All Things Tahitian

Tepairu Manea, with wife Sally, might as well be Tahiti's ambassador to Kaua'i. The maker of all these traditional instruments hosts the 10th Heiva I Kaua'i Aug. 6 and 7

It was here on the Garden Isle that Tahiti native Tepairu Manea connected with his roots.

Manea, co-founder and president of the nonprofit Heiva I Kaua’i Iorana Tahiti, was born in Tahiti but raised in the Cook Islands and in New Caledonia. But it wasn’t until 1993, when he witnessed a Tahiti Fete at what is now the Aloha Beach Resort in Kapa’a, that he felt compelled to learn everything about his culture he had missed by growing up elsewhere.

“I got hooked and pulled in late,” Manea says. “It was pretty exciting to be able to see part of my culture. The whole weekend had this competition, dancing and drumming.”

It was the latter that really spoke to Manea, a drum and instrument maker since 1996 who crafts everything by hand from puniu and toere drums to the largerthan-life pahu in his Wailua workshop.

Tahitian music and dance is all about having fun. Mike Teruya photo

“That is how I started to, at 38, learn my culture,” Manea says, “and it’s a beautiful culture, yeah?”

Though home for Manea is on Kaua’i he wasn’t exposed to as much Tahitian culture elsewhere and is grateful to have learned it here sharing that knowledge with Garden Island residents is really what makes his heart and that of wife Sally Jo beat in sync.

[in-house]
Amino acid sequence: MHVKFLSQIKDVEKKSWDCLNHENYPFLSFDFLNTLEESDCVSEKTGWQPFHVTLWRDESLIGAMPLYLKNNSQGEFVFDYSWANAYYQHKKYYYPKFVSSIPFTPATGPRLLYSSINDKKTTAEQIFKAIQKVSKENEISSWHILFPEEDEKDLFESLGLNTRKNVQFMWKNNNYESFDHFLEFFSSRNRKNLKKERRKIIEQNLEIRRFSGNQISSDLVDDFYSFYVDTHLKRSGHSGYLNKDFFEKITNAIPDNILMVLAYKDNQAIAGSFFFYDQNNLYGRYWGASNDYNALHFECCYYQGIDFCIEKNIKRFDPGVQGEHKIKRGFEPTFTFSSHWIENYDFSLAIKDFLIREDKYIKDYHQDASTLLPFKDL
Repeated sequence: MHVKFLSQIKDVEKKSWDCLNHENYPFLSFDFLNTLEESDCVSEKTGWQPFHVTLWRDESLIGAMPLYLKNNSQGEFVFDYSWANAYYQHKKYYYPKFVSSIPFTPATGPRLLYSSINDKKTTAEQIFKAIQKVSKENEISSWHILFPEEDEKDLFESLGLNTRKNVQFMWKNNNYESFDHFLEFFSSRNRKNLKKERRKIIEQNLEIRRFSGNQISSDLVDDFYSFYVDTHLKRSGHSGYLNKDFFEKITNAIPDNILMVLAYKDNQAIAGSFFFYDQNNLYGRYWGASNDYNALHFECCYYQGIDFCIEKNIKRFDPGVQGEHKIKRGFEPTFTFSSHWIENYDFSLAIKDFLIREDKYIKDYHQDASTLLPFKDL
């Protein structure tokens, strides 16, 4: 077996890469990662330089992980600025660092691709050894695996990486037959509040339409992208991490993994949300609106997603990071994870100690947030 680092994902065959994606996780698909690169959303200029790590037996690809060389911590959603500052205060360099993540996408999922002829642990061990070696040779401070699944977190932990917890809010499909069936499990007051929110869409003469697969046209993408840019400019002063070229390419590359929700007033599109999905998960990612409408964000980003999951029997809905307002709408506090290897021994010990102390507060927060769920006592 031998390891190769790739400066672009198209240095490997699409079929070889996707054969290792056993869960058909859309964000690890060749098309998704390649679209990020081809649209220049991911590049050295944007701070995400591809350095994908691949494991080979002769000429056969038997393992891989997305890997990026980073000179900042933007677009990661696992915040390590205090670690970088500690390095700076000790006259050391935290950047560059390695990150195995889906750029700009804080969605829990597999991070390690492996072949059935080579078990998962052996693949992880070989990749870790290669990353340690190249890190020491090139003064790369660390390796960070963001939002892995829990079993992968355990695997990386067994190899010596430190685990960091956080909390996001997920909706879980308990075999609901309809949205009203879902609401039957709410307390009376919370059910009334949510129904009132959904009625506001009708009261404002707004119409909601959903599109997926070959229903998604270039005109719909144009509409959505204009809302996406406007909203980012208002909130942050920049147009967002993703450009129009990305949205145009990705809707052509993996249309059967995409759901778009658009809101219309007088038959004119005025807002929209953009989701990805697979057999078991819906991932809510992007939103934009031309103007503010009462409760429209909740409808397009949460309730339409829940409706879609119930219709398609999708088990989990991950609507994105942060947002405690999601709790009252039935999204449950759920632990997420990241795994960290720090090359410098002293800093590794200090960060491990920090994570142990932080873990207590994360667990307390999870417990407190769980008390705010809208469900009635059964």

This will mark the 10th year they’ve helped put on the Heiva I Kaua’i Iorana

Tahiti, which kicks off at 9 a.m. Aug. 6 and continues Aug. 7 at 8:30 a.m. at Kapa’a Beach Park.

Sally Jo, who met her husband in 1984 in Tahiti (she traveled there to paddle canoe) admits she wasn’t that excited about Tahitian dancing and drumming until she married Tepairu, but now that she’s experienced it, there is nothing in the world that compares.

Tepairu and Sally Jo Manea make music together. Amanda C. Gregg photo

“It is fast moving, colorful and exciting,” she says. “You can’t keep still when you hear those drums.”

For Manea, getting closer to his heritage began back in 1995 with drum lessons by Carlos Tuia, who started years of instruction with a monthlong visit to Wailua.

“He is one of the best drummers from Tahiti,” Manea says, noting that he couldn’t afford to stay long when he would travel to Tahiti to study.

“Sharing the knowledge is not easy,” he says.

Following that, Cynthia Lambrige asked Manea to put a halau together.

“I said, ‘I only have a little knowledge about drumming,’ as I was just starting to make drums,” he recalls.

Manea, who at the time was working in construction, decided he would focus more on drum-making. While the exciting part for him was traveling and meeting people, the cost of doing business began to set in once the airlines started charging more money for transporting his drums.

Tepairu Manea with some of the instruments he’s made. Amanda C. Gregg photo

Probably a better artist and living legacy than businessman (he doesn’t keep count of how many Hawaiian and Tahitian instruments he makes, for example), Manea says drum-making has served what he is most passionate about: teaching and creating.

“I got to be the ambassador of my culture on this island,” he says, “and I got to write songs.”